Latest bulletin: We should be able to get out of driveway by 2:00 this afternoon. Of course with the temperature going to 101 degrees and our ozone alert level headed for "Code Purple." I'm not sure why I would consider going outside.
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I've been passing the time by running one more "final" edit on my upcoming book, even though its editor and I have already passed it back and forth several times. This time, I'm just looking for last-minute blips, not substantial changes. As a guide, I've been following a list put out some time ago by Joel Friedlander. This is what he says you should look for before you submit your final manuscript
1. Get rid of extra spaces. Whether you’ve used them for spacing or between sentences, your file should contain no double spaces at all.
2. Get rid of extra paragraph returns. We space things out so they look nice on the screen, but we don’t need or want them for typesetting. Your file should have no double paragraph returns in it.
3. Style, don’t format. When you highlight and format a piece of text, it may not survive the transition to the layout software. But if you learn to use styles your document will be more consistent and all the styles will translate just fine.
4. Account for unusual characters. If your manuscript uses unusual accents or other diacritical marks, make sure your designer knows in advance. They’ll be able to tell you the best way to ensure they are accurately translated.
5. Eliminate underlines. In book typography, we use italic fonts for emphasis, and almost never use underlines, not even for URLs.
6. Eliminate bold in your text. See #5, above. Although bold is often used for headings and subheadings, it doesn’t belong in the body of your text, use italic instead.
7. Resolve markups. Sometimes manuscripts arrive with unresolved issues in the markup, perhaps from an early reader or an editor. Your designer won’t know how to resolve them before the file is stripped of its code and ported to layout software.
8. Check for completeness. It’s very common for some parts of your book to arrive later than other parts. For instance, you might be waiting for a Library of Congress number or a CIP block, or there might be permissions late to arrive, or an index that will be dropped in after everything else is done. But don’t send a manuscript off to production if it’s missing major elements, whole chapters, some dialogue you’ll “be finished with in the morning,” or the rest of the quotes you want at the chapter openings, but haven’t picked yet. All of this makes the production of your book less efficient and more prone to errors.
9. Find and eliminate errant spaces. This is a tricky one, but will be caught in a close reading. You are proofreading before you go to press, right? What happens here, especially in books that are heavy with dialogue, is that a space will creep into the wrong place. You can’t catch these by searching for two spaces in a row. For instance, a space before a closing quote might turn it into an open quote when it gets to typesetting.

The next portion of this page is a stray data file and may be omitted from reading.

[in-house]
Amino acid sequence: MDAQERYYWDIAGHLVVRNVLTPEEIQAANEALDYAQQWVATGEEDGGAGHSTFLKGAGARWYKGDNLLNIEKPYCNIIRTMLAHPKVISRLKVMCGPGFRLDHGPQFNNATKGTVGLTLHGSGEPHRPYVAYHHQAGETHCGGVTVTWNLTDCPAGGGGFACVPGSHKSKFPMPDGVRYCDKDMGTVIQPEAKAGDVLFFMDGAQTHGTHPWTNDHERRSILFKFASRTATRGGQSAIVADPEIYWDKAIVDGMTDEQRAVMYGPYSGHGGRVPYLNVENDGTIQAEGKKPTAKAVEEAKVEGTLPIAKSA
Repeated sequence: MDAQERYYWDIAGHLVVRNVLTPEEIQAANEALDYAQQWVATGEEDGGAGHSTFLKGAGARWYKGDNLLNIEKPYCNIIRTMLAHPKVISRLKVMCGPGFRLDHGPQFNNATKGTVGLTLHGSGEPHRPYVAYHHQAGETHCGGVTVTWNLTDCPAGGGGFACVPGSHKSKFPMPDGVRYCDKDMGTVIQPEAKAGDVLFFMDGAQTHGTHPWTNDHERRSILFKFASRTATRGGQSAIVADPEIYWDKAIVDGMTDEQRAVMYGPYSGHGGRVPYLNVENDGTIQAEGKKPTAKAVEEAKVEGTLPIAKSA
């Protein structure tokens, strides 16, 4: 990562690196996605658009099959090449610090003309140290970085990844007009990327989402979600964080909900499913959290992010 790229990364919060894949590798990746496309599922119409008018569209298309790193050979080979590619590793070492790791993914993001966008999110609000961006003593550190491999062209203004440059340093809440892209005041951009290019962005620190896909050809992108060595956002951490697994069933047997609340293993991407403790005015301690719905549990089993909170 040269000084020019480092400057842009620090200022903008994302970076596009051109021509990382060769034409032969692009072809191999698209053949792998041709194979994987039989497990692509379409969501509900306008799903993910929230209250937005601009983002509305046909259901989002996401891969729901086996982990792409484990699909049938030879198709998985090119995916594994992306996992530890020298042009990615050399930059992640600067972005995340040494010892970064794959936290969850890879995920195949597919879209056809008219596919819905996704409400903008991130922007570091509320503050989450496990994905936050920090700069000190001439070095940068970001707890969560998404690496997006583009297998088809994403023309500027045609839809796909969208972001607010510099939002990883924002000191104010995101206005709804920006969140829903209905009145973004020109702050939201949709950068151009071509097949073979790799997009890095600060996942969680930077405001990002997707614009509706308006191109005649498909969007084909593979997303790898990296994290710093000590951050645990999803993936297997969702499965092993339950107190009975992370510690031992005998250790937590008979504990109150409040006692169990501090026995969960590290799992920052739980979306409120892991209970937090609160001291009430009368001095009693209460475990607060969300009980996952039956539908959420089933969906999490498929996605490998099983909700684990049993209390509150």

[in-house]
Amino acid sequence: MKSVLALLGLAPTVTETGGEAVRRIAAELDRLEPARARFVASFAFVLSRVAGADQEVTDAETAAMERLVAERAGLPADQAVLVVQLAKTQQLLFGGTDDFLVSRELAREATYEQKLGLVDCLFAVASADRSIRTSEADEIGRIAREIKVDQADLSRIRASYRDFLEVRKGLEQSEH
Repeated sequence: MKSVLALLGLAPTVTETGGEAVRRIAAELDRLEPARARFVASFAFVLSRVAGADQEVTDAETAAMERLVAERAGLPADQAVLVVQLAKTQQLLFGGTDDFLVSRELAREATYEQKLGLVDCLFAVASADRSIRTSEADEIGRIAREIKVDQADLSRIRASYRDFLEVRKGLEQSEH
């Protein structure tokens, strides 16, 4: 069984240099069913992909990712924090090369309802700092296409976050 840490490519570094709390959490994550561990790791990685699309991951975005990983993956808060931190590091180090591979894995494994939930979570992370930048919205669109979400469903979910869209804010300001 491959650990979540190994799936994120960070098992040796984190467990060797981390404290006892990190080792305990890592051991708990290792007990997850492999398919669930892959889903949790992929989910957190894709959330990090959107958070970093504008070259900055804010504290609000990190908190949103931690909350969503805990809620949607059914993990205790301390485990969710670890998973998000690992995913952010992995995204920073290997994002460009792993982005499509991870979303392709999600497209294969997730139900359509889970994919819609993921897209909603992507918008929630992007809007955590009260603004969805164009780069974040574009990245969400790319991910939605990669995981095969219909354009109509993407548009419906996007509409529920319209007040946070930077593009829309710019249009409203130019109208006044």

10. Proofread a monospaced copy. Every one of the errors I’ve talked about here is easier to spot if you do this last one. Save a copy of your book manuscript and change it to a monospaced font like Courier. You can use 10 point or 11 point and set your line spacing to 1.5 lines or double spacing and print it out or make a PDF. Then proofread that one, you’ll be amazed at the things that pop out that you completely missed when you read it in Garamond or Times New Roman.
Have I found problems? Oh, yeah! Of course I have, and I have many pages to go. That last idea of using a monospaced copy really makes a difference. I hate it, but it works. That's where I see the errors.
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One last item. In the next couple of days I'll be sending the completed manuscript out to a selected group of beta-readers, with several goals in mind.
(1) If there's a real problem with anything in the book, I need to hear about it now, not after it is in print.
(2), I'm asking that each beta-reader send me a review that could be used (or quoted from) in the book, in promotional materials, and on the internet. I still have a couple of slots to fill, so if you would be interested in doing an early review of "The Road to Frogmore," please let me know right away. I could especially use a male point-of-view.
(2) I will reciprocate by giving each reviewer full credit and by promoting your own work (book, website, etc) in my promotions, social media pages, and my own website.